The Tell: What happens when jobs report is released on Good Friday
NEW YORK (MarketWatch)—With the exception of those trading index futures, U.S. stock investors will have to remain patient through a long weekend before making any moves in reaction to the March nonfarm payrolls report.
That’s because U.S. exchanges will be closed on April 3 in observance of Good Friday, the day when the government releases its official employment report for March. Good Friday isn’t a federal holiday. See: When do markets close for Good Friday?
While the phenomenon of Good Friday coinciding with the payrolls report might seem unusual, it’s not uncommon.
Since 1980, there have been 11 occasions when the March jobs report was released on Good Friday, with the two most recent instances in 2012 and 2010, according to the Bureau of Labor Statistics.
|Previous instances when the nonfarm payrolls report was released on Good Friday|
|2015 (scheduled)||April 3|
The jobs report is one of the most important economic indicators that investors follow to asses the health of the economy.
However, over the past 12 months, market reaction to surprises—positive or negative—has been somewhat muted. The S&P 500 moved on average roughly 0.6% in either direction on jobs day, with only three instances when the market moved more than 1%.
“The reason the reaction had been so muted is due to the Federal Reserve’s transparency about its policy decisions,” said Colin Cieszynski, chief market strategist at CMC Markets.
“The Fed made it clear how it would proceed with the rate hikes as labor market improves and whether it happens in June or July or September does not make much difference,” Cieszynski said.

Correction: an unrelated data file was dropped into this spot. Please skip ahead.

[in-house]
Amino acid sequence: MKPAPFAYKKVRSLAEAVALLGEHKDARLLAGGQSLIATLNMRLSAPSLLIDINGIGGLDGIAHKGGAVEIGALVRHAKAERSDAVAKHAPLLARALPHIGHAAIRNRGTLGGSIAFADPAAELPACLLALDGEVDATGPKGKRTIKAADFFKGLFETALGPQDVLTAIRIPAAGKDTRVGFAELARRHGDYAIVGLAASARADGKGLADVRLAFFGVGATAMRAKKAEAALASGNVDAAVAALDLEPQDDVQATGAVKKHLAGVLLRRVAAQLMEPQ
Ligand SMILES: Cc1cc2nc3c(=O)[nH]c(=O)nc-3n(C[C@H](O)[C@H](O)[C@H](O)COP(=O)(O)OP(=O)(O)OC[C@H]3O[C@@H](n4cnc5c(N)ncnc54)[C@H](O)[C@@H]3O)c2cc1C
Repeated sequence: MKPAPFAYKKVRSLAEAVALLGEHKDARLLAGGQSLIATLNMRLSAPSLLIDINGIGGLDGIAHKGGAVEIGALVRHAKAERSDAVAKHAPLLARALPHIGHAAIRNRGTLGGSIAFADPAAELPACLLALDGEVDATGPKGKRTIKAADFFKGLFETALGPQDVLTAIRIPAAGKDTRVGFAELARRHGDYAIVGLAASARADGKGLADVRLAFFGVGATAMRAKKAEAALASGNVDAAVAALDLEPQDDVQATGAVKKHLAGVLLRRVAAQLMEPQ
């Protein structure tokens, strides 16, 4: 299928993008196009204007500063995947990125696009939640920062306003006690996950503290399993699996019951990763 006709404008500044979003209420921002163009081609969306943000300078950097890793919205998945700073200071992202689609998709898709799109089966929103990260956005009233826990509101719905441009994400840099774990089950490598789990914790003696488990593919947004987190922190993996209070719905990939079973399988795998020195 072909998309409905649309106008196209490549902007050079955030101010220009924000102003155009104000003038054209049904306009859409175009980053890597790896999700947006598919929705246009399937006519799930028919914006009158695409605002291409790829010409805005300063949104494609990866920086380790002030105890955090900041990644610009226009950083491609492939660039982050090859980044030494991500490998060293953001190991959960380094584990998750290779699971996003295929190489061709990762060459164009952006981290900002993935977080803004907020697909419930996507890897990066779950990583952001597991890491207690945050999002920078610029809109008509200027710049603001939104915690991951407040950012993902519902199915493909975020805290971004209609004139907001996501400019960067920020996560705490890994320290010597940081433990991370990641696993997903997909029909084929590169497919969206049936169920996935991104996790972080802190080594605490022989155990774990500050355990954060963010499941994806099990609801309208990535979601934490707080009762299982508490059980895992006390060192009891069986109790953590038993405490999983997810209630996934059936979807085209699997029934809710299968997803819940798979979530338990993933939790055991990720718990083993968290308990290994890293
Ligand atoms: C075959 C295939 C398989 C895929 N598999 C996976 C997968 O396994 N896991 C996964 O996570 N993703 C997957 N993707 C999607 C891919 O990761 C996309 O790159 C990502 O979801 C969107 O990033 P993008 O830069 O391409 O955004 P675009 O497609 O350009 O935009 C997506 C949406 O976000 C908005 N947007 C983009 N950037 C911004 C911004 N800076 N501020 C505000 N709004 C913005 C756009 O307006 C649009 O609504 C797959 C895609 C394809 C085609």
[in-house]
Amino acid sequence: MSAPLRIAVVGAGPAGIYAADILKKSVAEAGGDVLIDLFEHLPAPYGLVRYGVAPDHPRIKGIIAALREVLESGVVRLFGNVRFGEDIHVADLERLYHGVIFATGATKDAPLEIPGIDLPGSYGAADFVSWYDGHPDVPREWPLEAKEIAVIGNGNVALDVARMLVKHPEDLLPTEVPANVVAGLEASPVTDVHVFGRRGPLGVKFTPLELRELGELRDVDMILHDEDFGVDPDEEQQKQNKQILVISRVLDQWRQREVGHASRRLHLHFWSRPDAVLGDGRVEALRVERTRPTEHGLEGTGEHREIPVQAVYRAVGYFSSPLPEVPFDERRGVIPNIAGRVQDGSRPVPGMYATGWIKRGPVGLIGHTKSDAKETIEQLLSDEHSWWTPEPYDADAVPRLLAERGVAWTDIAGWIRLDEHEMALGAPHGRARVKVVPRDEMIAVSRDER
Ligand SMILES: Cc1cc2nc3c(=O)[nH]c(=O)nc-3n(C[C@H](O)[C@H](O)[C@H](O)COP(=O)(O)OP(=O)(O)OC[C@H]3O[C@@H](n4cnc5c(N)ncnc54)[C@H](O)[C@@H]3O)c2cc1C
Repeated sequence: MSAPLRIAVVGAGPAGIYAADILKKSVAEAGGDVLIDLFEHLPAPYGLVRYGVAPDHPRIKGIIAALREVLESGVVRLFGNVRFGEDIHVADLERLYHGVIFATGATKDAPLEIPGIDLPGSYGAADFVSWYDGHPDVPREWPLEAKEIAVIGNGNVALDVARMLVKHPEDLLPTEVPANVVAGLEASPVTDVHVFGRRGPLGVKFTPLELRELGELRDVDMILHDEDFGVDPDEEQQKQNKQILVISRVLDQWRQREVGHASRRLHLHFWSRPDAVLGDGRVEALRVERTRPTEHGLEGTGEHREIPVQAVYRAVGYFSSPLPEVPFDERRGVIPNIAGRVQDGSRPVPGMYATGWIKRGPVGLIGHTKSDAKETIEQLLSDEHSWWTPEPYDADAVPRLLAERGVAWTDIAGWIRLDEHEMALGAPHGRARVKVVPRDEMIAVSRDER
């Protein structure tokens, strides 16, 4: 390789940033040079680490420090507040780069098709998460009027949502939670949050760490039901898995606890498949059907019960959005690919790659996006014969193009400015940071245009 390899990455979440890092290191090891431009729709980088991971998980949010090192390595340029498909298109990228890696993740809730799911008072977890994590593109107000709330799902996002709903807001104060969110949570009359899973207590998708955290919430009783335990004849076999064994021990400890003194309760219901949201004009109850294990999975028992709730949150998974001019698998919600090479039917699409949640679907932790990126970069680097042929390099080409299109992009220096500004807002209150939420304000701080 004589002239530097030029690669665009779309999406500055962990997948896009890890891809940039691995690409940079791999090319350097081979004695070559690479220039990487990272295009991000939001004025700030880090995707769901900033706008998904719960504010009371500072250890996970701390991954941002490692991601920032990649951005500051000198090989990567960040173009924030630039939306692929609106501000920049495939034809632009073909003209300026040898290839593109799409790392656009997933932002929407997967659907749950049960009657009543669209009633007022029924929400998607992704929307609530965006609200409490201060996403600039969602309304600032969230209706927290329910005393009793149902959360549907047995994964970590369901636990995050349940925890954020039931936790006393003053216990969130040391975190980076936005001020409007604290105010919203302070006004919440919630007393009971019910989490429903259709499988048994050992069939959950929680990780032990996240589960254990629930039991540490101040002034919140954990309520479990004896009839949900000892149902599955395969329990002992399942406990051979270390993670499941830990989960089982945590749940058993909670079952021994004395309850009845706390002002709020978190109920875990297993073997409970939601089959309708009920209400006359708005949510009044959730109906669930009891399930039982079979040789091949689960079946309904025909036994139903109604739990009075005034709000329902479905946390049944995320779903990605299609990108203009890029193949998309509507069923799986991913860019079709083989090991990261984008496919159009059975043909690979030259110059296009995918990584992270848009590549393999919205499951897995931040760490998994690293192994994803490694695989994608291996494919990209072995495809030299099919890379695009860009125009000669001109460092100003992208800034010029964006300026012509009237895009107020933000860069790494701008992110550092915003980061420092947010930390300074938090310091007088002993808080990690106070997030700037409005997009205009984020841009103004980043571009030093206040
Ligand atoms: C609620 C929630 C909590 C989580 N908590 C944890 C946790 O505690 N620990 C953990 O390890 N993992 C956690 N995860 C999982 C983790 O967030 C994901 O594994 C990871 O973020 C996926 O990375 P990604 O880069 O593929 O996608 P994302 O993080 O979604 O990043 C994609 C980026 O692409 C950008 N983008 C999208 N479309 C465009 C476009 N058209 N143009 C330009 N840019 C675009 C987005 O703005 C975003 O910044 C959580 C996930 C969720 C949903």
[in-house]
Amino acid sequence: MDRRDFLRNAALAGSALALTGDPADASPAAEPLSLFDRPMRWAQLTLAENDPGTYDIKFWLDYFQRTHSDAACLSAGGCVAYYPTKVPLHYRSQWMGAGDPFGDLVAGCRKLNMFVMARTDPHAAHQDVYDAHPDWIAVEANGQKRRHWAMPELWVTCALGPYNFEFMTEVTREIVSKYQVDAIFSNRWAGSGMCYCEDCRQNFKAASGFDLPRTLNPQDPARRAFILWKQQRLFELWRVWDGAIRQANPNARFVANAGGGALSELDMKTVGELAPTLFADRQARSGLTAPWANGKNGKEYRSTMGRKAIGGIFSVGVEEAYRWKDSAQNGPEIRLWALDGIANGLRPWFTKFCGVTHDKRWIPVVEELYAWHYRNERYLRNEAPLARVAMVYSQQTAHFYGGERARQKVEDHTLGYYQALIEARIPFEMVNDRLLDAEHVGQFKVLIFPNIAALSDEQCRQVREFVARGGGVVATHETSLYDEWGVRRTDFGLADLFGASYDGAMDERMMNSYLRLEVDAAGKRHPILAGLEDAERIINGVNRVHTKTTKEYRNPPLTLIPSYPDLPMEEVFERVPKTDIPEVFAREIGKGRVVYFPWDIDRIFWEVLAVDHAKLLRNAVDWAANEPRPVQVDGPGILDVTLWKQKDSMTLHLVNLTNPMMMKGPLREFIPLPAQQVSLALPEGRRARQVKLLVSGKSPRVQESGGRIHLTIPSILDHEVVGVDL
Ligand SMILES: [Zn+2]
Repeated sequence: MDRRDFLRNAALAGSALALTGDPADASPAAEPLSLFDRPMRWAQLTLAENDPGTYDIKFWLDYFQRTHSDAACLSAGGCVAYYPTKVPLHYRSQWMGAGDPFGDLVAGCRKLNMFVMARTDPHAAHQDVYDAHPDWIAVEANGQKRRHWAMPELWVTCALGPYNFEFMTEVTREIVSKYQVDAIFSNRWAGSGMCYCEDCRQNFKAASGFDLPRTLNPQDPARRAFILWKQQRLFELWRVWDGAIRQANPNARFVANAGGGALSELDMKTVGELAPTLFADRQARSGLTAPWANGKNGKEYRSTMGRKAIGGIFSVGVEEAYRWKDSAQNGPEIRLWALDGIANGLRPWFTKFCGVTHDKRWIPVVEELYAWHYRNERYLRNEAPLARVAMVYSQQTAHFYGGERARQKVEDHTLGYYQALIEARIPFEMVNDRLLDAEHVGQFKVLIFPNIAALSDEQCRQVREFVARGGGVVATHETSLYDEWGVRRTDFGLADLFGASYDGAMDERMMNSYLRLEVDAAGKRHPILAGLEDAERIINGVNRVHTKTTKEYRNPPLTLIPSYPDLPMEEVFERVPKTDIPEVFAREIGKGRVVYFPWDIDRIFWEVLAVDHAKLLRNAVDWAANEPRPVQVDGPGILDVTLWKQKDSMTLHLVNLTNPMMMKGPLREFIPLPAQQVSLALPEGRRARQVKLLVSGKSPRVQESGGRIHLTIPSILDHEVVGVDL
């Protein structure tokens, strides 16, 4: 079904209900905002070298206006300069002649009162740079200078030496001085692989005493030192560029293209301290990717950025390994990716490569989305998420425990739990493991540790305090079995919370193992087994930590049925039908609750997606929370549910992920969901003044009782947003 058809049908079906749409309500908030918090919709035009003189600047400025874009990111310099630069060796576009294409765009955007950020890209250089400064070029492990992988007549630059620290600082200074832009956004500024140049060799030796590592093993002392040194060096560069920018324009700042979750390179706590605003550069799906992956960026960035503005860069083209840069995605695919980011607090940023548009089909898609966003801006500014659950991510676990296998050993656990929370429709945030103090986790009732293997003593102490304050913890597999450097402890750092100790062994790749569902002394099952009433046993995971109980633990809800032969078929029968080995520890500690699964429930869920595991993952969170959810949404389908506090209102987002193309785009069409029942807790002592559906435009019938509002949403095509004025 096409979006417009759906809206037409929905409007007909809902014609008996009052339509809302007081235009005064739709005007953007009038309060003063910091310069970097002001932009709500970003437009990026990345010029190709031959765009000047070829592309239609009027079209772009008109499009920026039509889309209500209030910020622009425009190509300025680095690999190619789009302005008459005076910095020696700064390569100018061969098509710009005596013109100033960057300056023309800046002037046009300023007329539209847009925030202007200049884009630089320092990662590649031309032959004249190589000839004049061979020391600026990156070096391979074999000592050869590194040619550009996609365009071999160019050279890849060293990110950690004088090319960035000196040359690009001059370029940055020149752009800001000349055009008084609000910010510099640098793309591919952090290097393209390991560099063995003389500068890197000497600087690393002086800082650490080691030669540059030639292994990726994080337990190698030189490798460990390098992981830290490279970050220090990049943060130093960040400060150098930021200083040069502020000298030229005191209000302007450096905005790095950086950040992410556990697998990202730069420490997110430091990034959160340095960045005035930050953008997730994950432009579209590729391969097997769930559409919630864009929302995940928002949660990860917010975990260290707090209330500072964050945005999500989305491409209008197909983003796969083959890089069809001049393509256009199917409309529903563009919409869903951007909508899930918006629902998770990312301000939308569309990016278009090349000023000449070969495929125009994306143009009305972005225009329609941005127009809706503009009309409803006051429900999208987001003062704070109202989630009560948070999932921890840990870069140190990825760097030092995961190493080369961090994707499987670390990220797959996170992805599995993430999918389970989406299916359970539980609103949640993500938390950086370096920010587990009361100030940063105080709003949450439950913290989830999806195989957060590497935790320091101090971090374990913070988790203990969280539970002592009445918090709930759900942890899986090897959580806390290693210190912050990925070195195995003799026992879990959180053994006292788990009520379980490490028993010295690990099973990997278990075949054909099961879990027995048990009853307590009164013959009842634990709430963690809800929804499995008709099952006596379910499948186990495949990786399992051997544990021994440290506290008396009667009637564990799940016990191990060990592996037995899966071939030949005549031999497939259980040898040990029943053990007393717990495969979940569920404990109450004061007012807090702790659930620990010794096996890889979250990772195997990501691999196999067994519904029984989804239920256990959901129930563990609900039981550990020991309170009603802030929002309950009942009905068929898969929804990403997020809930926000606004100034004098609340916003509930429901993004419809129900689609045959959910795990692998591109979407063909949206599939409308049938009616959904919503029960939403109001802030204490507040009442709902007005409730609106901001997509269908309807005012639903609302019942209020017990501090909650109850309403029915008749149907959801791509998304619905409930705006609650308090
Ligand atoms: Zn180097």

Federal Reserve Chairwoman Janet Yellen indicated in remarks Friday that a rate hike is likely on the way soon, but that the pace of subsequent hikes would probably be gradual.
Recent jobs numbers have signaled decent growth but have been far from pointing to an overheating labor market. The average number of monthly payroll gains over the past 12 months has been 266,000.
The consensus forecast for the March jobs gains is 255,000, while the unemployment rate is expected to remain at 5.5%.
Cieszynski said that a number too much higher than the consensus forecast is likely to hit the markets, as it would imply the rate hikes are coming sooner rather than later.
“Anything that is more or less in line with expectations will allow the stock market rally and catch up with other indexes, such as DAX or Nikkei 225. But at this point, the inflation number is more important for the Fed,” he said.
Investors might get a brief glimpse of market reaction from stock-index futures, which will be open for trade for 45 minutes after the release, closing at 9:15 a.m. Eastern.